RV Insurance: Standalone Policy vs. Bundle

Separate Insurance for Your Recreational Vehicle; Why a Standalone Policy is Better than an Insurance Bundle

If you own a recreational vehicle (“RV”), deciding on adequate insurance can be difficult. The insurance you select for an RV, including a camper or other trailer that requires being towed by another vehicle, will depend in part on the type of RV it is and on your usage. There are all kinds of RVs and three different classes of motor homes, with Class A having the heaviest frame, Class B being much like a van, and Class C being mid-sized, supported by a cabin chassis. To provide you with an RV insurance quote, you will need to supply your insurance broker with the year, make, model, length, class (if applicable), purchase price and estimate of its value if it were purchased. Your Insurance broker will also need to know who will be the drivers.

Basic Insurance Bundle

If you have a towed trailer such as travel trailer or other RV that is not drivable on its own, then you can add the RV to an existing auto insurance policy. This method of insurance is not mandatory but it provides the basic insurance necessary, which like an automobile, entails $200,000 third-party liability in the event of a lawsuit from a third party and accident benefits, which are statutory benefits paid to anyone injured in a collision to help cover the costs associated with being in an accident, regardless of who is at fault. These standard accident benefits include, but are not limited to, loss of income, medical expenses, rehabilitation expenses, death benefit, funeral expenses and uninsured motorist protection, which covers you from loss in the event of an accident with an uninsured driver or unidentified vehicle. If you do not add your RV to your auto insurance policy, your RV many not actually be covered under your auto insurance policy.

Separate RV Insurance

Specialty policies for RVs go beyond the basic insurance package by catering specifically to the particular needs of the customer, and therefore, often do a better job of supplying adequate coverage and peace of mind. The additional coverage you may obtain in a separate RV insurance policy include:

  • Guaranteed replacement cost (GRC) for a new RV
  • Replacement cost (RC) of the RV may be available for a period before Actual Cash Value applies
  • Contents and equipment coverage, such as for solar panels, generators, satellite dishes, awnings, and personal possessions such as cameras, bicycles, clothing, tools, housewares
  • Full-time use extension, which is extra coverage for personal contents (including furnishings, appliances, jewelry), equipment, emergency expenses because you live in your RV
  • Vacation liability protection, which is liability coverage for losses when using your RV for vacation purposes
  • All Perils coverage for various unforeseeable incidents, including acts of nature, collision and comprehensive coverage of unforeseen circumstances, “Collision or Upset”, “Comprehensive Coverage”, and “Specified Perils” which must be named in the policy, for example, fire or theft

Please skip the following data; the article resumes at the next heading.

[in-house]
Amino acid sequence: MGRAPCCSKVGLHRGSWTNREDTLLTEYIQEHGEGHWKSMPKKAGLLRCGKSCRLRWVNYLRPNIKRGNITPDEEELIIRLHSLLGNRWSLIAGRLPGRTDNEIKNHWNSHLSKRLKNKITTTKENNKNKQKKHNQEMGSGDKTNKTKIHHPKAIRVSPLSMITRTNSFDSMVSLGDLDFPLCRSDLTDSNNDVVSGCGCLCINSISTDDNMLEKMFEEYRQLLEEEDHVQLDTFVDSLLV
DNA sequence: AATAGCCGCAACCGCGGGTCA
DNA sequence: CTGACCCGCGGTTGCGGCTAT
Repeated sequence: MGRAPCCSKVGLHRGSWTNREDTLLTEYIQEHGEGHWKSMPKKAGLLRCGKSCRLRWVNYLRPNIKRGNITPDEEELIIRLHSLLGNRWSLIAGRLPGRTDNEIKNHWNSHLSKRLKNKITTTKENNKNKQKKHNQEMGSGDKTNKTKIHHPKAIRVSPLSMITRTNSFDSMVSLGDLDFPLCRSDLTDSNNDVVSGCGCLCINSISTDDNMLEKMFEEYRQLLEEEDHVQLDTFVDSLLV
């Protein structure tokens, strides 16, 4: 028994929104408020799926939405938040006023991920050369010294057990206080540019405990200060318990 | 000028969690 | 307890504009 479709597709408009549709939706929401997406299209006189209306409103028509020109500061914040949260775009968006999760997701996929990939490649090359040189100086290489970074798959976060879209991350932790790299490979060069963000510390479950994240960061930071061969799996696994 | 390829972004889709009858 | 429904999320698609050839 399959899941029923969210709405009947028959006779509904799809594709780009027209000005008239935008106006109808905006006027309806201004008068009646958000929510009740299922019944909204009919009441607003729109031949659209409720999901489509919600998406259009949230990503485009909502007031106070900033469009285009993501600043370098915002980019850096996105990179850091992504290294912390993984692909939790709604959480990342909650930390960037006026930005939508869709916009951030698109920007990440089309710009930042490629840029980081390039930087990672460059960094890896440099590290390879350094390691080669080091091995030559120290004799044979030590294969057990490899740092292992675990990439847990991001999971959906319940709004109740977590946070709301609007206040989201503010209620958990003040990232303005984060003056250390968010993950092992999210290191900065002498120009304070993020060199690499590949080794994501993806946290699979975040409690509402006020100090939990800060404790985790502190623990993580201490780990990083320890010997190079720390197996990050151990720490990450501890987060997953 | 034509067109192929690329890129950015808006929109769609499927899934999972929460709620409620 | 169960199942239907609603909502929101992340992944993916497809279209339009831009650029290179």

• Increased liability protection of at least $1 million, which covers you if you injure someone else or damage their property
  • Free emergency roadside services anywhere in Canada and the USA, including 24 hour towing service to the nearest authorized service location
  • Accident benefits coverage for you and your family members and companions that are travelling in the RV and could get injured on the RV
  • Discounts for club/association members, safe-driver courses, commercial driver’s licenses and anti-theft devices

Additional RV Specialty Protection

There are additional protections available when purchasing separate RV insurance including but not limited to:

  • Emergency expense coverage, such as for lodging, food or an RV rental if the RV cannot be used because it is being repaired under a claim;
  • Utility trailer coverage
  • Valuable Personal Property Coverage

Because of the uniqueness of the vehicle, most RV owners find that a more specialized policy is better suited to insuring their vehicles because, especially for mobile homes and travel campers, their investment requires elements that would be found in both home and property insurance policies, as well as typical automobile insurance coverage. If you have an RV, you need sufficient property coverage as if you are insuring a primary home or cottage and road and theft coverage because of the mobile aspect of the RV. The combination of needs is therefore often best protected through the use of RV specialized insurance plans, rather than additions to basic automobile insurance.

If you need insurance for your RV, an insurance broker at HDF Insurance can discuss standalone RV policies further with you to help you attain the policy that best fits your needs. With an insurance professional at HDF Insurance, you’ll get the expertise and unbiased advice and personal service for your insurance needs. A specialized plan for RV insurance would offer you peace of mind and better protection in the event of a claim. We have offices in Whitecourt and Edmonton. Contact us or get an RV insurance quote online.